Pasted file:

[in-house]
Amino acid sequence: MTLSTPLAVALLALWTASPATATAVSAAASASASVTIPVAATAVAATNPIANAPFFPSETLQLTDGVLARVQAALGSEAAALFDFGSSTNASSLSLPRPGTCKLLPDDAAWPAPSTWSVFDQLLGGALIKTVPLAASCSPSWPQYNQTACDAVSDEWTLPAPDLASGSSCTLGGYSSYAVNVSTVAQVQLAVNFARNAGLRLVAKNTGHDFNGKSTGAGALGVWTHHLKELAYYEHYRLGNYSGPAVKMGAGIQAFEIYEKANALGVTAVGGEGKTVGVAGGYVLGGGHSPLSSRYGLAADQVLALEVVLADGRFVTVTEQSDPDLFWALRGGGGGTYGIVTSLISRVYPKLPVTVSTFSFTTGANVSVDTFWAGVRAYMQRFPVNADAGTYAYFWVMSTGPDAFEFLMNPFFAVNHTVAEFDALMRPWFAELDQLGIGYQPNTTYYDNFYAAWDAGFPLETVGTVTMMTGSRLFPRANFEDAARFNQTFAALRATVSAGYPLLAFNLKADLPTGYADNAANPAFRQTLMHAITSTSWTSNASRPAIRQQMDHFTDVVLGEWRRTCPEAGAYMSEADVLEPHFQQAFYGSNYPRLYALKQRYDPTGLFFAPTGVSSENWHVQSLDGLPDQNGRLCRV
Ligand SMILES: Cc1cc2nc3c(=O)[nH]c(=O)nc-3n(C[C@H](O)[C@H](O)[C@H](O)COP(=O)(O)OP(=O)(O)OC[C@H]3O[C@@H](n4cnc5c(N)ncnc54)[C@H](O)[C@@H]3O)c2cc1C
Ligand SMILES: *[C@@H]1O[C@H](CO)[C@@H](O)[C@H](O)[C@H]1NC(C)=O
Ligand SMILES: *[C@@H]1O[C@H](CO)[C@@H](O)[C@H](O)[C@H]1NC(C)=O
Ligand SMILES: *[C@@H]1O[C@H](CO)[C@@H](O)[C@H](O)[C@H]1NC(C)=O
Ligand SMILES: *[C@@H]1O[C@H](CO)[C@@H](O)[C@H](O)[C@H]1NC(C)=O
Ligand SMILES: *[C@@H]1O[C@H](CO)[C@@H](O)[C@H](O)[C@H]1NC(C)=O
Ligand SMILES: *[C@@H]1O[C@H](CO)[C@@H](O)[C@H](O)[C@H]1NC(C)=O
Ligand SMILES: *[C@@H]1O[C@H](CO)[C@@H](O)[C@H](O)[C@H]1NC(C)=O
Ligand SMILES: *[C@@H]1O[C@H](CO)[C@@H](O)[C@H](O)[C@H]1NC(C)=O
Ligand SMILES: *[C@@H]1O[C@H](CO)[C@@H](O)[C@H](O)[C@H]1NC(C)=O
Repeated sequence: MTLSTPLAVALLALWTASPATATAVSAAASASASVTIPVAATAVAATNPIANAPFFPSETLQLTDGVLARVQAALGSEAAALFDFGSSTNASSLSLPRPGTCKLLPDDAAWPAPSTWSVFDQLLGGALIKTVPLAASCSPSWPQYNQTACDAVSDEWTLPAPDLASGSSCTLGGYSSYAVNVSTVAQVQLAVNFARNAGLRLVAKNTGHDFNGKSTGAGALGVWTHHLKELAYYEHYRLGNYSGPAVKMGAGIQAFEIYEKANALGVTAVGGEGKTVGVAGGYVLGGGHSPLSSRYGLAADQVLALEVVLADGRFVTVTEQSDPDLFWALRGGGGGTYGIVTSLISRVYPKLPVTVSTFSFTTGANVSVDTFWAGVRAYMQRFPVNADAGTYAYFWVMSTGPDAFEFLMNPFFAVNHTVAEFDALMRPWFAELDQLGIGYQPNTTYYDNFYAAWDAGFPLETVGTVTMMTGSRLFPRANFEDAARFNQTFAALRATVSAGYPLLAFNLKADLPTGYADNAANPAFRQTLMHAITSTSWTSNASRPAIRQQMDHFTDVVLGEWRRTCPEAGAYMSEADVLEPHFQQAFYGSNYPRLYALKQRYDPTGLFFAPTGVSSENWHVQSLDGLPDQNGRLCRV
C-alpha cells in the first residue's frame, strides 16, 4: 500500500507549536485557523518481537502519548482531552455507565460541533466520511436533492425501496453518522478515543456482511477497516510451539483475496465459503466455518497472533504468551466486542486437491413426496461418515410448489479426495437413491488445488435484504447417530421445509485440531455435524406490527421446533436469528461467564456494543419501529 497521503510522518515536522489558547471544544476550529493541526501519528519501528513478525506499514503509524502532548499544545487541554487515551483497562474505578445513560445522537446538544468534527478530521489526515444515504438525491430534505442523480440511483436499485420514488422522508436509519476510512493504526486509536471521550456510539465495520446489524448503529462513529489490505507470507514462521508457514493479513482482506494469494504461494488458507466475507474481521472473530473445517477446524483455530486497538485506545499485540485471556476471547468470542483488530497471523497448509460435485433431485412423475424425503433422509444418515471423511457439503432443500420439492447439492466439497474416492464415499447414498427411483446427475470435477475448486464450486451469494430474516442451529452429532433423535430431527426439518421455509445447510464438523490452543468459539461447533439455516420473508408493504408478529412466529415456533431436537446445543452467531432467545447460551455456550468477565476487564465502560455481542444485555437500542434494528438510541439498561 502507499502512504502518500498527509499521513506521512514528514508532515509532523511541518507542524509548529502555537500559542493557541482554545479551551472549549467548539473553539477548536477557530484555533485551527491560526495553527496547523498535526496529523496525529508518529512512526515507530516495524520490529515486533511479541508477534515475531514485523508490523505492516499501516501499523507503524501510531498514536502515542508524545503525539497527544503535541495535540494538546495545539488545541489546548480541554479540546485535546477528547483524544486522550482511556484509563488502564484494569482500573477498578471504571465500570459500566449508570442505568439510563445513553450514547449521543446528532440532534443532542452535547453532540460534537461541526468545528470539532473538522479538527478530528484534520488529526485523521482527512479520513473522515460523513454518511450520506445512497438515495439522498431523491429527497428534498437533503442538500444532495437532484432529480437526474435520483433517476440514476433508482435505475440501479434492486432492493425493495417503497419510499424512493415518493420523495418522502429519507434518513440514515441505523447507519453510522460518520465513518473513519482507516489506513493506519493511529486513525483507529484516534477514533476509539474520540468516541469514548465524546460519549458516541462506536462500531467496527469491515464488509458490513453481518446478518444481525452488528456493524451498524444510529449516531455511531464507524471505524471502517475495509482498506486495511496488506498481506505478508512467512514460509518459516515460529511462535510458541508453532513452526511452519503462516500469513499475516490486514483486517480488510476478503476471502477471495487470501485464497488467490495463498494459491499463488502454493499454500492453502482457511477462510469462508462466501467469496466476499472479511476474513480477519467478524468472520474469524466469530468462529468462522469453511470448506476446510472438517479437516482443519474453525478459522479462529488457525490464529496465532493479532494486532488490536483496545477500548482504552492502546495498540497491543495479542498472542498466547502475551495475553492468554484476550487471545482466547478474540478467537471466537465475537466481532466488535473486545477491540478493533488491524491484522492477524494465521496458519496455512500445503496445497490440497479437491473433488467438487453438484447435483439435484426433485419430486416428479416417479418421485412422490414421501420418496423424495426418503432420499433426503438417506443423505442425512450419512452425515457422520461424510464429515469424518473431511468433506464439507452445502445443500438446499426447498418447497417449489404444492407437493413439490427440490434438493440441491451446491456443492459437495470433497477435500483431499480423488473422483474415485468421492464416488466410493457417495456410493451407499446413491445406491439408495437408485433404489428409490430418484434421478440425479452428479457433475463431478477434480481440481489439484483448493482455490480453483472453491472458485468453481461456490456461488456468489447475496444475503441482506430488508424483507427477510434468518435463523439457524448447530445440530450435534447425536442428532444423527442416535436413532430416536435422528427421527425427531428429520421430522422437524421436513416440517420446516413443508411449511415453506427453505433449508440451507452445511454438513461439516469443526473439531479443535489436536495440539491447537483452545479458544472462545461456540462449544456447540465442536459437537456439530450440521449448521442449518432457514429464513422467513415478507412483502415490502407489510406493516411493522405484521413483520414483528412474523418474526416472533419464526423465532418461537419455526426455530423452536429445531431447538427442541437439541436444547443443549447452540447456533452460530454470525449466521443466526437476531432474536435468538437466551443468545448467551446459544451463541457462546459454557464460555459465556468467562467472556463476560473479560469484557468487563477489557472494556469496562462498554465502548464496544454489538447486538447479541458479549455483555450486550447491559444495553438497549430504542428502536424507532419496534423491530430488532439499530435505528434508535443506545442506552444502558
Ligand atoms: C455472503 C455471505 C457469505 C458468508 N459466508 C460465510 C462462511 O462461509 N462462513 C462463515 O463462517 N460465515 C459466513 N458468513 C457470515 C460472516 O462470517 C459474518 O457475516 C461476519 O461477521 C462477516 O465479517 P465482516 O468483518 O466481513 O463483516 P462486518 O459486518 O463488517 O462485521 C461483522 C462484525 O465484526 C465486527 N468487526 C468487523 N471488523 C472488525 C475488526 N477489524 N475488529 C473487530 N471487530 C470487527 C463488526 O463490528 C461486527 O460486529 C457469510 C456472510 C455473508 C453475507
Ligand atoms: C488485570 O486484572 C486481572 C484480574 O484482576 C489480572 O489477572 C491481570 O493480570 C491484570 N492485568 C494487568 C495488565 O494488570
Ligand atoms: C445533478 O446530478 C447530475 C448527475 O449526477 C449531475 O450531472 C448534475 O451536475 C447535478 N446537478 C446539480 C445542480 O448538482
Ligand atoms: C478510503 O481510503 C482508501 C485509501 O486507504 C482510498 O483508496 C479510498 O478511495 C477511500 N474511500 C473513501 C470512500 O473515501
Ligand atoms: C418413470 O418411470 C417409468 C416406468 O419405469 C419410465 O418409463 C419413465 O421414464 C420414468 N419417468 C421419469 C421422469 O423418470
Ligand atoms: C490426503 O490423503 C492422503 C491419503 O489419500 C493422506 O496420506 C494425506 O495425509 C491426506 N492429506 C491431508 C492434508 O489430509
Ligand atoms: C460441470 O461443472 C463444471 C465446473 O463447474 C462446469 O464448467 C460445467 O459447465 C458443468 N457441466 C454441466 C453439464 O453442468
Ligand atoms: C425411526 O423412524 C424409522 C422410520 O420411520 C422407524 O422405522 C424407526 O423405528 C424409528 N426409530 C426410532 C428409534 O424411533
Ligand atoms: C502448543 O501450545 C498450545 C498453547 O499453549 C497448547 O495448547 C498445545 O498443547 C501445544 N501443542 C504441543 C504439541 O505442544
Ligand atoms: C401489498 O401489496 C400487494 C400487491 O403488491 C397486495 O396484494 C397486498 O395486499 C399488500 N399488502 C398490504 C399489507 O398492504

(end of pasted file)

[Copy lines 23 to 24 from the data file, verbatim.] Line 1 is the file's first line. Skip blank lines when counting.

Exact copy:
Ligand atoms: C502448543 O501450545 C498450545 C498453547 O499453549 C497448547 O495448547 C498445545 O498443547 C501445544 N501443542 C504441543 C504439541 O505442544
Ligand atoms: C401489498 O401489496 C400487494 C400487491 O403488491 C397486495 O396484494 C397486498 O395486499 C399488500 N399488502 C398490504 C399489507 O398492504